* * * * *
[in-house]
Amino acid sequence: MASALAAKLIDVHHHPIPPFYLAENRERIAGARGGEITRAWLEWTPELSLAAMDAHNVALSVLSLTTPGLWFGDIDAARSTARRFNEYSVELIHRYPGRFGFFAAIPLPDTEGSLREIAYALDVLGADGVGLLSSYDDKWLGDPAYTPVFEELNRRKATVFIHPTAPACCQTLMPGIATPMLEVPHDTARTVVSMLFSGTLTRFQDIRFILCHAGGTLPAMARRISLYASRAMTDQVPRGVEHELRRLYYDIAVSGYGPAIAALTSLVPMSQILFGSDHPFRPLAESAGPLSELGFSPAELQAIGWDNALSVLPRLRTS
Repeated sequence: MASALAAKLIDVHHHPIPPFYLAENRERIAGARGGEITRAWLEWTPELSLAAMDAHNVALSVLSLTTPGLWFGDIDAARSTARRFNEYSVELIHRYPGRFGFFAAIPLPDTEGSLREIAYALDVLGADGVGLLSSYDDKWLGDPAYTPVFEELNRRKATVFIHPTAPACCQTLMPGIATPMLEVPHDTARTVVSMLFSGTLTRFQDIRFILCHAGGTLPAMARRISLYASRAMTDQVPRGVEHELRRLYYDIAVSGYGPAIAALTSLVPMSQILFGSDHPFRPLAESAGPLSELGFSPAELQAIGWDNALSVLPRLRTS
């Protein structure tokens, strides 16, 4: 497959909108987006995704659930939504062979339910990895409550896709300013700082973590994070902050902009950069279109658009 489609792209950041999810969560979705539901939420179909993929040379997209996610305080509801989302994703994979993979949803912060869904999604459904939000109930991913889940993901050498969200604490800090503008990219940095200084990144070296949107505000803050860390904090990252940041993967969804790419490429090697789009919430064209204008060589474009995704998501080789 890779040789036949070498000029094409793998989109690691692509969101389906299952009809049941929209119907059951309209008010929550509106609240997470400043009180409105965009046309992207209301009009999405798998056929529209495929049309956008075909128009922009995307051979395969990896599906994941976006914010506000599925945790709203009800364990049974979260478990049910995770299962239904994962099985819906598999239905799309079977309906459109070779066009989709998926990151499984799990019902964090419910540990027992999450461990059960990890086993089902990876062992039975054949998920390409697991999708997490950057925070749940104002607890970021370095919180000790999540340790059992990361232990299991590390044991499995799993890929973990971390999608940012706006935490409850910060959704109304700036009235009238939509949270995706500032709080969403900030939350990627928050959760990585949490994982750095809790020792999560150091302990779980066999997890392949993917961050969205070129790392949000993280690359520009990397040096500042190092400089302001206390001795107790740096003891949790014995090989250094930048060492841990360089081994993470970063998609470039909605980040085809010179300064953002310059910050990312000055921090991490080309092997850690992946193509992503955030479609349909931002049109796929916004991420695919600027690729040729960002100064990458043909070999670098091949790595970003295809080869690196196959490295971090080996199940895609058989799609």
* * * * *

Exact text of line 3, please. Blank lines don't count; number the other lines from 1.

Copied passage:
Repeated sequence: MASALAAKLIDVHHHPIPPFYLAENRERIAGARGGEITRAWLEWTPELSLAAMDAHNVALSVLSLTTPGLWFGDIDAARSTARRFNEYSVELIHRYPGRFGFFAAIPLPDTEGSLREIAYALDVLGADGVGLLSSYDDKWLGDPAYTPVFEELNRRKATVFIHPTAPACCQTLMPGIATPMLEVPHDTARTVVSMLFSGTLTRFQDIRFILCHAGGTLPAMARRISLYASRAMTDQVPRGVEHELRRLYYDIAVSGYGPAIAALTSLVPMSQILFGSDHPFRPLAESAGPLSELGFSPAELQAIGWDNALSVLPRLRTS